What is the role for preventing variceal bleeding in Biliary Atresia?

During medical school, I read a book called “The House of God”  (The House of God – Wikipedia, the free encyclopedia.  One of this cynical book’s premises is that doing more diagnostic tests and treatments to help patients actually harms them.

A recent study of children with biliary atresia reminded me of this premise (Gastroenterol 2013; 145: 801-7, eidtorial 719-22).   In this retrospective study, there were 66 children with endoscopic evidence of portal hypertension who underwent endoscopic therapy for either primary (n=36, mean age 22 months) or secondary (n=30, mean age 24 months) treatment of esophageal varices biliary atresia (2001-2011).  These children were at high risk for bleeding; they had a mean bilirubin of >10 mg/dL and 20% had ascites.


Primary prophylaxis group: mean of 4.2 sessions were needed to eradicate varices.  Varices reappeared in 37%; there was no breakthrough bleeding.  97% survived for 3 years.  All of these patients had varices grade 2 or higher and 94% had red wale markings.

Secondary prophylaxis group (after previous bleeding): mean of 4.6 sessions to eradicate varices.  Varices reappeared in 45% and 10% had breakthrough bleeding.  84% survived for 3 years.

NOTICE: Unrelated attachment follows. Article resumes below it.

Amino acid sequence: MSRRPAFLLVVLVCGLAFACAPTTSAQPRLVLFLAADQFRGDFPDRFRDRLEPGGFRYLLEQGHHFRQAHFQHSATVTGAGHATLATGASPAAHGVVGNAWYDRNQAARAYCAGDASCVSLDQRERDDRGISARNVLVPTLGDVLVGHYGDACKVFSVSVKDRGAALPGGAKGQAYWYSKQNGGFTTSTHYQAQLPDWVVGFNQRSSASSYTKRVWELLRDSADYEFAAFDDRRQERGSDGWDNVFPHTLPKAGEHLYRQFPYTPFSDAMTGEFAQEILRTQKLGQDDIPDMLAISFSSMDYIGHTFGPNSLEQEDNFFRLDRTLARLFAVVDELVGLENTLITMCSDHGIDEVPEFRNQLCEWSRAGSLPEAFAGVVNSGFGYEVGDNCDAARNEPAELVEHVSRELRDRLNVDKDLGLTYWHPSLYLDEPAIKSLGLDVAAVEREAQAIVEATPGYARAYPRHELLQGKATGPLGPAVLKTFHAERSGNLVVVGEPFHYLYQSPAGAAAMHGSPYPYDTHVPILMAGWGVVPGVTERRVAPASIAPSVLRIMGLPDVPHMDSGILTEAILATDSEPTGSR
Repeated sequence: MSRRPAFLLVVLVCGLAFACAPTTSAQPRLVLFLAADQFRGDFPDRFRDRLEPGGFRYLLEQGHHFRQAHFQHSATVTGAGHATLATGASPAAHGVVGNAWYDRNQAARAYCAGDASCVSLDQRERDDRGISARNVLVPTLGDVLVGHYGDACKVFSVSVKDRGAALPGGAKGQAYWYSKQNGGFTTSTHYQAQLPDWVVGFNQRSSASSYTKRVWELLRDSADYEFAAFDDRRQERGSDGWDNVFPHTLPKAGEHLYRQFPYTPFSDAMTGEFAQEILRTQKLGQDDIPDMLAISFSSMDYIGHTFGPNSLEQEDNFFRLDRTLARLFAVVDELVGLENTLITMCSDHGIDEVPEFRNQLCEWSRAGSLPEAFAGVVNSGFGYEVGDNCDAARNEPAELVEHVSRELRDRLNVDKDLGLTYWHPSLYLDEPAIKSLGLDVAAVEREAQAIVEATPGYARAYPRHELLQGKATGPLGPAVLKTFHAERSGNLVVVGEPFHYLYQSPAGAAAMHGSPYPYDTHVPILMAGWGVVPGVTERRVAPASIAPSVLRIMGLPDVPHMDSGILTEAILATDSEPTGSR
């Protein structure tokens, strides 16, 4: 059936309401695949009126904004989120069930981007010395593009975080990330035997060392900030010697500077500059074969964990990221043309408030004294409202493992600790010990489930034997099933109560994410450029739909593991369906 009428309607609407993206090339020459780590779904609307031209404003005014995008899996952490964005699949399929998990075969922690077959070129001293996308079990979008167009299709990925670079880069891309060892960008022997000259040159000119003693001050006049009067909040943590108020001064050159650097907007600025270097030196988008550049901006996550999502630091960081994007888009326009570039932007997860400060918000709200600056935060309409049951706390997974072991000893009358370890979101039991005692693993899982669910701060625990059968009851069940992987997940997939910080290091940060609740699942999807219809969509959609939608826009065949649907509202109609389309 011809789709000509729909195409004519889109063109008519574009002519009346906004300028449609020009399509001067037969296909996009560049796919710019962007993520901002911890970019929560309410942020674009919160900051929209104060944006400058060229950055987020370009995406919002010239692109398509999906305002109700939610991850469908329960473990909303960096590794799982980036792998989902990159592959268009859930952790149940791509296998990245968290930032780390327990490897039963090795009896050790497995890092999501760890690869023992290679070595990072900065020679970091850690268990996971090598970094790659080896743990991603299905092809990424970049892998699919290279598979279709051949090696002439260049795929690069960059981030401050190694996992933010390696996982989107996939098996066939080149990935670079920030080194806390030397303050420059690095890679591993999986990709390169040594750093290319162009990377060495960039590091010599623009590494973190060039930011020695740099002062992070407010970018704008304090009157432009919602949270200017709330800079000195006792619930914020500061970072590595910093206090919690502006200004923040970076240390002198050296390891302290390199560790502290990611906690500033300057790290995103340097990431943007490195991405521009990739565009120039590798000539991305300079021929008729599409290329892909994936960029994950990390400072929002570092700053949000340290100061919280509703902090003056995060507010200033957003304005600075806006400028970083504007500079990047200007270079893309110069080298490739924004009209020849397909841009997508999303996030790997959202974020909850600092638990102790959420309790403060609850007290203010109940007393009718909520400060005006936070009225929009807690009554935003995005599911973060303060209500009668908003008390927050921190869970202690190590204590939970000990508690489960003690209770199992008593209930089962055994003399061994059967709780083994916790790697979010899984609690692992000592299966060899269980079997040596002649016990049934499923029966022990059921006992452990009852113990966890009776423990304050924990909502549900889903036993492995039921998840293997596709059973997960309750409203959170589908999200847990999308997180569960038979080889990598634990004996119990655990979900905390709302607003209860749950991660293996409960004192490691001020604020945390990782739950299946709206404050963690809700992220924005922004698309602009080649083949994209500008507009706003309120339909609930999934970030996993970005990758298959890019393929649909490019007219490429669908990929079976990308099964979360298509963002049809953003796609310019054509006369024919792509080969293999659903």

• For bleeding group, sclerotherapy was used in 73%, banding in 17%, and both in 10%.
  •  For prophylaxis group, sclerotherapy was used in 44%, banding in 41%, and both in 14%.
  • By the end of the study, sclerotherapy was mainly used in patients weighing less than 8 kg.
  • Each endoscopy session had the same endoscopist, used octreotide (2 mcg/kg/hr) an 1 hour before and then for 2-3 days afterwards.
  • With bleeding patients, these sessions occurred after the patient was stabilized, with a mean of 10 days afterwards.
  • Patients had an average of four 3-day hospitalizations.
  • Within an average of 14 months, more than half of the primary prophylaxis group had undergone transplantation

The authors interpret their data as follows:  “primary or secondary prophylaxis of bleeding is well tolerated and greatly reduces the risks of variceal bleeding in children with biliary atresia and high-risk gastroesophageal varices.  The results support the active detection of these signs by endoscopic procedures.”

In contrast, the editorial is much less supportive of primary prophylaxis.  “We need to weigh the risks and benefits of multiple procedures in a nonbleeding child who may not bleed for years, when varices have a high chance of recurring and transplant is sometimes imminent. Because mortality from gastrointestinal bleeding in children is quite low (zero in this small study), we may need to consider a ‘wait and see’ approach.”

Bottomline: A failed Kasai is an indication for transplantation which is a much more definitive treatment for portal hypertension.

Previous related blog posts:

3 thoughts on “What is the role for preventing variceal bleeding in Biliary Atresia?

  1. Pingback: NASPGHAN Postgraduate Course 2014 -Endoscopy Module | gutsandgrowth

  2. Pingback: Esophageal Varices and Primary Prophylaxis | gutsandgrowth

  3. Pingback: Bad News Bili | gutsandgrowth

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